The Russian government has directed steel and other metal producers to reduce their profit margins on domestic sales to a maximum of 20%-25% in order to keep local prices low, according to a meeting between Russia's deputy minister for industry and steel companies' representatives on March 10.
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"Today's prices for metallurgical products do not suit us," Russia's Deputy Minister of Industry and Trade, Viktor Evtukhov, said during the meeting. S&P Global was able to access the recording of the meeting through a publicly available link.
In an email response to S&P Global, the trade ministry's press-service acknowledged the meeting between Evtukhov and representatives of the steel companies.
"Metallurgical products must be sold in Russia at low prices," Evtukhov said during the meeting. Regarding foreign markets, they "are no longer relevant or no longer interest anyone [in Russia] today," he added.
He requested the steel companies to submit information on the costs of their production and new price lists by early in the week starting March 13.
"I approximately know the cost of production of hot-rolled coil stands at Rb45,000/mt ($390/mt), and selling it for Rb72,000/mt is no longer possible," he said, adding that the maximal profit margins should be reduced to 20%-25%.
The prices for all steel products, including rebar and cold-rolled coil, must be reset accordingly, including in all contracts with customers and end-users, Evtukhov said.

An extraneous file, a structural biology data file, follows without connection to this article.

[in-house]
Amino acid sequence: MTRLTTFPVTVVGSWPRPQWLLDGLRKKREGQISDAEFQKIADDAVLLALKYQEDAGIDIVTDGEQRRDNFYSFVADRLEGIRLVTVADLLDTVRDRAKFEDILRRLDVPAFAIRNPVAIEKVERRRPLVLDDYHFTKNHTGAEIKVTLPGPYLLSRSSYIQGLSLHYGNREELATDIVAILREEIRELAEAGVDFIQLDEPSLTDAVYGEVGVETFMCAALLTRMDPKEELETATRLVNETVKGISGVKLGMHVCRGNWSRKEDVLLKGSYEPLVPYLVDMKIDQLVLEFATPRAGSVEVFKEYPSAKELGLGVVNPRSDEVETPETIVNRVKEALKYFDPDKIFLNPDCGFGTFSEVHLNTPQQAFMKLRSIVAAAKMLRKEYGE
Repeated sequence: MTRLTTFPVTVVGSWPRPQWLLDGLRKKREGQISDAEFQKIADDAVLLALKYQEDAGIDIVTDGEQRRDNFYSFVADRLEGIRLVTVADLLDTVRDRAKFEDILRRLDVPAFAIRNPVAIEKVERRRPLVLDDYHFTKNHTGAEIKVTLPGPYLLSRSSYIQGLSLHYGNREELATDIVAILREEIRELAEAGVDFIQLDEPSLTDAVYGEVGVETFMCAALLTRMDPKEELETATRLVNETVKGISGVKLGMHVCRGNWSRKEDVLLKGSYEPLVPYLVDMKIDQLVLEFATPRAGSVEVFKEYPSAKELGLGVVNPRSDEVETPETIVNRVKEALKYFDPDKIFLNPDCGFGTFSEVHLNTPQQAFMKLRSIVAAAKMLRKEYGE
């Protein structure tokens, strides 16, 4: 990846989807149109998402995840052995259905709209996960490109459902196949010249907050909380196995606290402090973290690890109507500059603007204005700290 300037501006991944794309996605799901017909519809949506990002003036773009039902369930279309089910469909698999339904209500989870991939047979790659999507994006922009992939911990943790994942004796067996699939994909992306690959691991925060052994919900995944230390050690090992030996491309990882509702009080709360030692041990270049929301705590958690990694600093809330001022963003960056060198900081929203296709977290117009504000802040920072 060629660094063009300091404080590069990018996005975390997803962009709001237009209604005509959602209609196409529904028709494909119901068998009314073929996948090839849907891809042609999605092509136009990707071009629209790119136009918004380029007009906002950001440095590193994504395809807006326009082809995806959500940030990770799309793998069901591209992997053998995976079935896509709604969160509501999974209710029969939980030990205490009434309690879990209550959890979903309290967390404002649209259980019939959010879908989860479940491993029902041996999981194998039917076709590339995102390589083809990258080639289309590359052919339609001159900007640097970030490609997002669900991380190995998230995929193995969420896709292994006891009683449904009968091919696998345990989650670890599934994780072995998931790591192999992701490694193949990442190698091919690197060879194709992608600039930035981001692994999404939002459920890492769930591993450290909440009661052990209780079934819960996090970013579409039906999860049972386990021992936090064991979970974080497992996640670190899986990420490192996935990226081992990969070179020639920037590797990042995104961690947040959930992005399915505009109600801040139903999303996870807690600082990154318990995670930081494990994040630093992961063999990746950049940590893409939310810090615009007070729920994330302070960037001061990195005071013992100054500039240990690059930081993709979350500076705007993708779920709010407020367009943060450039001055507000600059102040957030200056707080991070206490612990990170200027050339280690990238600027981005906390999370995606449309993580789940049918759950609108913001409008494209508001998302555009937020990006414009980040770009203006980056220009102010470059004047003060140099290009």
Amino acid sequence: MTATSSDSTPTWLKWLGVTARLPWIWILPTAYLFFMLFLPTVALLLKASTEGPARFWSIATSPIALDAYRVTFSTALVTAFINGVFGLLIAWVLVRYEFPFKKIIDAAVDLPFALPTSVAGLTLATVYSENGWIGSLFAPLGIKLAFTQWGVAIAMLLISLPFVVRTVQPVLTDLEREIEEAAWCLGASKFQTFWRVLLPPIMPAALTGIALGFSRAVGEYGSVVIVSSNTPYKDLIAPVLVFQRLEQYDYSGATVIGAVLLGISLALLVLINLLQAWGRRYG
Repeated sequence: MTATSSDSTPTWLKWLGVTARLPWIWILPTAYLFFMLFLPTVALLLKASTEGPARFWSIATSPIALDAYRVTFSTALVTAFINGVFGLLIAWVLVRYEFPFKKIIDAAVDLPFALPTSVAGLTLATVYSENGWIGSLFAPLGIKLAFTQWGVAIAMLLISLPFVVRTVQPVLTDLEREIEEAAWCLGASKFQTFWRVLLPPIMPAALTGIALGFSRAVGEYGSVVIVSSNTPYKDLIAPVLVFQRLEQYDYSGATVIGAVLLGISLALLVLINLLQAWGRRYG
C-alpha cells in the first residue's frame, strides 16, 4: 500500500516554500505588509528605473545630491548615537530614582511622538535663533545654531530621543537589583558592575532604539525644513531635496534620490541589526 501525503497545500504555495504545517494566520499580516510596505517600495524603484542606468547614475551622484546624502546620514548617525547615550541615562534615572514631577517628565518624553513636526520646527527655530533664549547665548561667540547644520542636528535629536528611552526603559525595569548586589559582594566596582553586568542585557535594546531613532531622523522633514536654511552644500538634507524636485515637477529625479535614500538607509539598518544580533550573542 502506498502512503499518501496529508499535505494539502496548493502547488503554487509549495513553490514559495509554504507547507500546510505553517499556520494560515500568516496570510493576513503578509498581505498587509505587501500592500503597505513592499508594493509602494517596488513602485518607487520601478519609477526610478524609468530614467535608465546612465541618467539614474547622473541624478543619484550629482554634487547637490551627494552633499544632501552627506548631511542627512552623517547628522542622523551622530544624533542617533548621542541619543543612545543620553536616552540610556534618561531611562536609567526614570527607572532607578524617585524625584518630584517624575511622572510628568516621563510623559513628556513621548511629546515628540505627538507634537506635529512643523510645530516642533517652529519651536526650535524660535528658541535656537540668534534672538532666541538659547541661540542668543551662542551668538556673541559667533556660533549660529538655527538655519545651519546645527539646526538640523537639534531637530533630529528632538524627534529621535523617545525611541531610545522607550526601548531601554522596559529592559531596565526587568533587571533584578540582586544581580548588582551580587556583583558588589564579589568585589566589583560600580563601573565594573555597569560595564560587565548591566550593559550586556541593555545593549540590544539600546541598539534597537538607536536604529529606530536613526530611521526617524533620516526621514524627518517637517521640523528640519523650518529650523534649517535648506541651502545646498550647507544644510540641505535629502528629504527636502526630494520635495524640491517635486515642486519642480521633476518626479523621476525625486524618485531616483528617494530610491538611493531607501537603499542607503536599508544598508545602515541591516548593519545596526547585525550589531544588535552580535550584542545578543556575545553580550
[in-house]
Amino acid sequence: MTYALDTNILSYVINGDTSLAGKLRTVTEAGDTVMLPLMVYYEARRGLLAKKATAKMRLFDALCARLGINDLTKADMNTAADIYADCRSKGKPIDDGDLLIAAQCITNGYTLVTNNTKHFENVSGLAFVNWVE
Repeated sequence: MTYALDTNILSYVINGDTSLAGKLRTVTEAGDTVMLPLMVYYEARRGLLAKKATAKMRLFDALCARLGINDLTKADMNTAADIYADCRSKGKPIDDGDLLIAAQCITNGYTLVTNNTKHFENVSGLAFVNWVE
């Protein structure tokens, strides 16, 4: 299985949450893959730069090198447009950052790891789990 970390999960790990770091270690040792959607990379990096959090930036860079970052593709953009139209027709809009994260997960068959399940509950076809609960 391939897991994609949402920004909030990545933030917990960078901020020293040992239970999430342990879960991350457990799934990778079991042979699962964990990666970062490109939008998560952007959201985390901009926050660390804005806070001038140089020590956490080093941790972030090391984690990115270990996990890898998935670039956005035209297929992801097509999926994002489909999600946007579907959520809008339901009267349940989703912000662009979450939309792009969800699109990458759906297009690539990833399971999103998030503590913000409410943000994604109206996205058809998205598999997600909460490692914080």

S&P Global Commodity Insights assessed Moscow HRC price at Rb67,000/mt ($588)/mt CPT March 11, while CIS exportable HRC price was assessed at $1,085/mt.
The gap between Russian domestic and export steel prices, a result of the recent sharp ruble devaluation, is expected to widen if the government implements the 25% profit margin rule.
Evtukhov said the same request was also applicable to all other metals, including nickel and aluminum, as well as scrap. If scrap merchants do not lower prices for domestic consumers, the government will consider banning the raw material exports, he said. The scrap exports are currently restricted through a Eur100/mt export duty.
The government did not plan to regulate exports of metals -- neither volume, nor price -- as long as domestic markets are supplied sufficiently, and at prices that limit profitability on sales to the stipulated threshold, according to Evtukhov.
Russian metal companies' affiliates -- metal service centers and captive trading houses -- that resell metal of their parent companies must also reduce their profit margins to low numbers, Evtukhov added.
The metal companies are expected to work under these terms for a couple of months to half a year, he said. The production at reduced profitability can be sustained through slight cuts to dividends and capital expenditure programs if needed, Evtukhov suggested.
If producers do not implement the instructions on cutting profitability, the government will be prompted to set prices, he said.
Steel companies contacted by S&P Global declined to comment on impact expected from following the deputy minister's directions.
In the meeting, Evtukhov said the request to keep domestic prices down was also addressed to the producers of other construction products, food, fertilizers, machinery and industrial goods.